Walter Bagehot, one of the fathers of our modern constitutional structure, believed that the cabinet was the “efficient secret” of the British state. But what if the institution is now too large to run the country efficiently?
I agree with the assessment from chief Number 10 aide Dominic Cummings that the cabinet as it stands is too big to function, and that its size creates silo working across the government, which stalls progress.
The idea has developed that two years or so as a junior minister means it’s time for an MP to attend cabinet with a title bump and little of substance added to their operational brief.
These are not personnel management methods which promote a well-functioning machine. Positions of power within the British state are not cookies to be given out to favoured sons and daughters — they are operational roles which require experience, discipline, commitment.
So here’s my solution. Reduce the number of both cabinet ministers and people who attend cabinet. Bolster the cabinet sub-committee structures to include the voices of junior ministers as and when required. And reform government departments so they can work together under a slimmed-down command structure.
Consider the merger that has been mooted, between the Foreign and Commonwealth Office and the Department for International Development.
Merging these departments could result in a unified international voice at the top, which may help to create a more coherent and joined-up foreign policy strategy, and better procurement of services in its delivery.
The situation now isn’t working as well as it should. These departments share two of their regional focus ministers, and there are three Lords ministers between them. There are two more regional ministers in the Foreign Office, one for Europe and the Americas and one for the Asia Pacific region.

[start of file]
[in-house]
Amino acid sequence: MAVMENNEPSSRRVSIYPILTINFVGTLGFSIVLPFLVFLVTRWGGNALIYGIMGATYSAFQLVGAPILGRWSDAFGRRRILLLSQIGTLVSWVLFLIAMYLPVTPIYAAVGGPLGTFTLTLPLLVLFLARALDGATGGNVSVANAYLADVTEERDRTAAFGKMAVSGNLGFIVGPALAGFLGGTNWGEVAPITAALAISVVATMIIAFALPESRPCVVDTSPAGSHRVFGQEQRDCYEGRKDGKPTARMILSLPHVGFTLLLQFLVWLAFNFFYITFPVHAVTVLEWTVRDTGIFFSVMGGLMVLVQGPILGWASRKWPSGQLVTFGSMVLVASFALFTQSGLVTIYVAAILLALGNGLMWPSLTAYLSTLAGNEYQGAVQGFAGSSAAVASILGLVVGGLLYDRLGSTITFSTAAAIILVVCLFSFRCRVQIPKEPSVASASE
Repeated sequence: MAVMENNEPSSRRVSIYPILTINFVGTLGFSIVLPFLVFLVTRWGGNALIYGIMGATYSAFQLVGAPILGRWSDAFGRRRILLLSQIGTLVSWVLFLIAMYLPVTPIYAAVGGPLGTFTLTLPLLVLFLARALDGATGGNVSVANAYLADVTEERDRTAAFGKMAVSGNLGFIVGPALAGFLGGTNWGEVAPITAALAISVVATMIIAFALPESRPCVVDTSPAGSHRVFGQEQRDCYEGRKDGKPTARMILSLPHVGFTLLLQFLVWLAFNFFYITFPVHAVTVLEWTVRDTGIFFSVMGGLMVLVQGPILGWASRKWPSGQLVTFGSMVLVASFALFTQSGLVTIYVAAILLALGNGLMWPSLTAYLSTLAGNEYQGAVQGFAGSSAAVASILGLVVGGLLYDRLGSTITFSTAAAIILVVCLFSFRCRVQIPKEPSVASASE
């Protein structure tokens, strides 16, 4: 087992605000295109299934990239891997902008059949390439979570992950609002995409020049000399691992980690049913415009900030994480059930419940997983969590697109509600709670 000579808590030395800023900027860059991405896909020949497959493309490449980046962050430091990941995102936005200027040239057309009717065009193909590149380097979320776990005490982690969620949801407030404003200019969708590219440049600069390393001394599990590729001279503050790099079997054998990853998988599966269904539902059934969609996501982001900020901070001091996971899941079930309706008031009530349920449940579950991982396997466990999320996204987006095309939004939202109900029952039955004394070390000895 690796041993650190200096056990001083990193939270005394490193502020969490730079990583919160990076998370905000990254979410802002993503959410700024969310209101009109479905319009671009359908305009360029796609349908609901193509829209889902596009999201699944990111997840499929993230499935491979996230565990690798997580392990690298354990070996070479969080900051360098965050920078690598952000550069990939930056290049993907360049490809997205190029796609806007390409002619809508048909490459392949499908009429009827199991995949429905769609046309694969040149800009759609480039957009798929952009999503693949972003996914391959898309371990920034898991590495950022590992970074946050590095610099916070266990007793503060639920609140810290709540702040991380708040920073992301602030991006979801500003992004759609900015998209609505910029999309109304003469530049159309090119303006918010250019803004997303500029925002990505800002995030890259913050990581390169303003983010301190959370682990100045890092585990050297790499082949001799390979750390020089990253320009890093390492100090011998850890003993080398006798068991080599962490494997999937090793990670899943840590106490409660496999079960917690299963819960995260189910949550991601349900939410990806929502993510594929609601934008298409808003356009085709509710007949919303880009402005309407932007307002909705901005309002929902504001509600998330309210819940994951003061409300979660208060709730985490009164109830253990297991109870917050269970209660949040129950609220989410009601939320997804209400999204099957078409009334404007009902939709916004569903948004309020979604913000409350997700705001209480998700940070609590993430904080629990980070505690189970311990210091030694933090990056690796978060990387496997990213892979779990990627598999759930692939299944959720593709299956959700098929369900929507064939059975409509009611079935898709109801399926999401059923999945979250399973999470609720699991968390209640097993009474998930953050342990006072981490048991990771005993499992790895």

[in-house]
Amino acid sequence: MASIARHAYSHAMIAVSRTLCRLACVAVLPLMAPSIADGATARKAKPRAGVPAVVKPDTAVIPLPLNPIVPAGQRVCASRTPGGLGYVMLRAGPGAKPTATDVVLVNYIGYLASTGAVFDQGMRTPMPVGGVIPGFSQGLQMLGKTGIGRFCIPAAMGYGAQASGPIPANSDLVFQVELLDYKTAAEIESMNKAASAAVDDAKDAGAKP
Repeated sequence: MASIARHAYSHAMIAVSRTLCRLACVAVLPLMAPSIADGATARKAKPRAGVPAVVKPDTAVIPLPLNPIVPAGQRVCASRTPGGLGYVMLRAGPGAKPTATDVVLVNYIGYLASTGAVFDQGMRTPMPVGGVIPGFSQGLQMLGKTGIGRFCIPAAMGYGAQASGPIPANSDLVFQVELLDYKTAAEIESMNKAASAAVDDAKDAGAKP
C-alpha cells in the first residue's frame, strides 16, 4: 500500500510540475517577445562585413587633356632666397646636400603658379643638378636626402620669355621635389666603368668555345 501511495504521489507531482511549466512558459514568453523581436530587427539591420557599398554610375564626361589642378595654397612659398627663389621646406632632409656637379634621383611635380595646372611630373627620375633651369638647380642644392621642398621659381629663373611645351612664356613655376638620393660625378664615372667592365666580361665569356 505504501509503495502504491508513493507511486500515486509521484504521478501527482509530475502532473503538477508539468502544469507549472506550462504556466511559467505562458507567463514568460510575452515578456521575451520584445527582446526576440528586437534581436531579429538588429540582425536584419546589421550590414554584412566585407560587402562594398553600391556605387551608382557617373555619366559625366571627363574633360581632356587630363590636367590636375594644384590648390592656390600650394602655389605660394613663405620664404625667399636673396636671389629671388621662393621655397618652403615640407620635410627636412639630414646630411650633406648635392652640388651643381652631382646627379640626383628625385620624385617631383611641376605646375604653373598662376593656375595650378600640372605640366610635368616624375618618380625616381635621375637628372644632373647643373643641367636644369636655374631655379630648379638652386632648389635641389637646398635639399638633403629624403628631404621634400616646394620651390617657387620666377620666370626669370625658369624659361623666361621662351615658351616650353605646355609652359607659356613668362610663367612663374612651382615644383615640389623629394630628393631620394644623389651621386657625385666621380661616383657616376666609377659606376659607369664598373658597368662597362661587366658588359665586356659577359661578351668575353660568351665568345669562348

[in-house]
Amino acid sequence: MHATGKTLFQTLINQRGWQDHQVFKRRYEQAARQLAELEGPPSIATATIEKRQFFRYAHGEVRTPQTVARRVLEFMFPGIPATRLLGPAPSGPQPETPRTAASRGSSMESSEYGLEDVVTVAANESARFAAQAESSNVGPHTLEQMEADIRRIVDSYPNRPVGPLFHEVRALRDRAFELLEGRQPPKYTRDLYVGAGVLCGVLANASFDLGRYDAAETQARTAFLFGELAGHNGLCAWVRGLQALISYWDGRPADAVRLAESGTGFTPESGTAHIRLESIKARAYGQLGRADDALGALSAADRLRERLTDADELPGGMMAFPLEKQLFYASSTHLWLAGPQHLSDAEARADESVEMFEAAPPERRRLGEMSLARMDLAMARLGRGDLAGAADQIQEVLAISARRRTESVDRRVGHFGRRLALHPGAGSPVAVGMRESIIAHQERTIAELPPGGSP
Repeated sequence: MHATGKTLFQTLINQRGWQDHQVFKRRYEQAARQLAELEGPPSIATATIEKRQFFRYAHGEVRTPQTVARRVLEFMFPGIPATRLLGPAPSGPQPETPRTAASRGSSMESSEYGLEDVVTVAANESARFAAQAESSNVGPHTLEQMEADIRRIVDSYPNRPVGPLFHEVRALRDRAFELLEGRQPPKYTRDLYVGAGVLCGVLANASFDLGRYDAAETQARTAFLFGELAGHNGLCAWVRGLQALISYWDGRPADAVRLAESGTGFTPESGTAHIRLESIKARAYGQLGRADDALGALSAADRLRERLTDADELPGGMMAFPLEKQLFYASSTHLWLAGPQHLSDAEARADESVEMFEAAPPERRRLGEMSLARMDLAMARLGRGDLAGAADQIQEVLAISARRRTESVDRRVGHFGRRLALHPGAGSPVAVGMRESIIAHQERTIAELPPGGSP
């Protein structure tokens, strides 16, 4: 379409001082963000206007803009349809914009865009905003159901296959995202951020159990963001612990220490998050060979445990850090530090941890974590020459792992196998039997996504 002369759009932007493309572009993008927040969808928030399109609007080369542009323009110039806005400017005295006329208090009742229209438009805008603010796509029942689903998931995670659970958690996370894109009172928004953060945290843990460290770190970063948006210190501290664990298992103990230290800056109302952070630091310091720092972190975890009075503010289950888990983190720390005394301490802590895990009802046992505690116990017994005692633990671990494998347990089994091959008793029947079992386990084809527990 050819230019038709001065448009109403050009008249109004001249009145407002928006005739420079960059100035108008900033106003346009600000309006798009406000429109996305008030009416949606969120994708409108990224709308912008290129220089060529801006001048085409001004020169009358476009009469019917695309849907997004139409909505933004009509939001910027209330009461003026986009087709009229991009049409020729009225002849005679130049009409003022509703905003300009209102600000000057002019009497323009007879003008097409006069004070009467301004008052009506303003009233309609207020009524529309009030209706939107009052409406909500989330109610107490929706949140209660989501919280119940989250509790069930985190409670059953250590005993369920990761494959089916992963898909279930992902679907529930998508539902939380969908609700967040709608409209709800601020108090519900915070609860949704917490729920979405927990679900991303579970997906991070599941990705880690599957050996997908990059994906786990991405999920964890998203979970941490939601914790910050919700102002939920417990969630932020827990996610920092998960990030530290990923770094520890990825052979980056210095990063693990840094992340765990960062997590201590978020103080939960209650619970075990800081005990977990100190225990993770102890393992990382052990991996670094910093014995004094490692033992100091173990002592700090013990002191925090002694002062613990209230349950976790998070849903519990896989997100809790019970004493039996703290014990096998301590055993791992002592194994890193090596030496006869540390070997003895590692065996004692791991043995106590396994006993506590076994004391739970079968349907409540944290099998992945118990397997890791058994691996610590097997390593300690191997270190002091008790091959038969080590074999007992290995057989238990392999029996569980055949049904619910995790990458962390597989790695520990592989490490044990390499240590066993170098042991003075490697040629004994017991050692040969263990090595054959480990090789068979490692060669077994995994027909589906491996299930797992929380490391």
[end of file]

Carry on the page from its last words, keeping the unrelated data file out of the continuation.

The US, Australia, and the EU are three of our biggest partners in aid delivery, so not having these ministers sit across both departments seems an error. The absence of the Asia Pacific minister from the Department for International Development creates an additional missed opportunity, given our participation in significant aid delivery across that region.
This disjointed leadership approach results in a lack of single command structure in our overseas missions, and the imbalance in budgets creates gross disparity in pay across the civil servants from both departments.
The upcoming integrated defence, security and foreign policy review provides an opportunity to develop this further. The potential for a backlash from government partners would not be to the principle of streamlining, but rather to fears that the government would attempt reform with insufficient preparation — and fail.
Previous reforms have been half-hearted and chaotic. Successful civil service reform is a moon landing — you get one shot to get it right or you’ll spend decades tinkering around the edges for little gain. But if planned and executed well, there is a huge amount to gain in considering merged departments, restructuring, and reducing the number of seats at cabinet.
There is a theory that civil servants are running amok within their departments, and that, since ministers represent the will of the people against the tyranny of these ever-present out-of-touch pencil pushers, creating more ministers is therefore the answer.
This is a miscalculation. I have worked with some excellent civil servants, and with some who are clearly suboptimal. There is one thing that unifies both kinds: the ministerial direction of the government. If it is unclear, chaos follows. If it is well organised, efficient, and bold, then Global Britain really will be a renewed force on the world stage.
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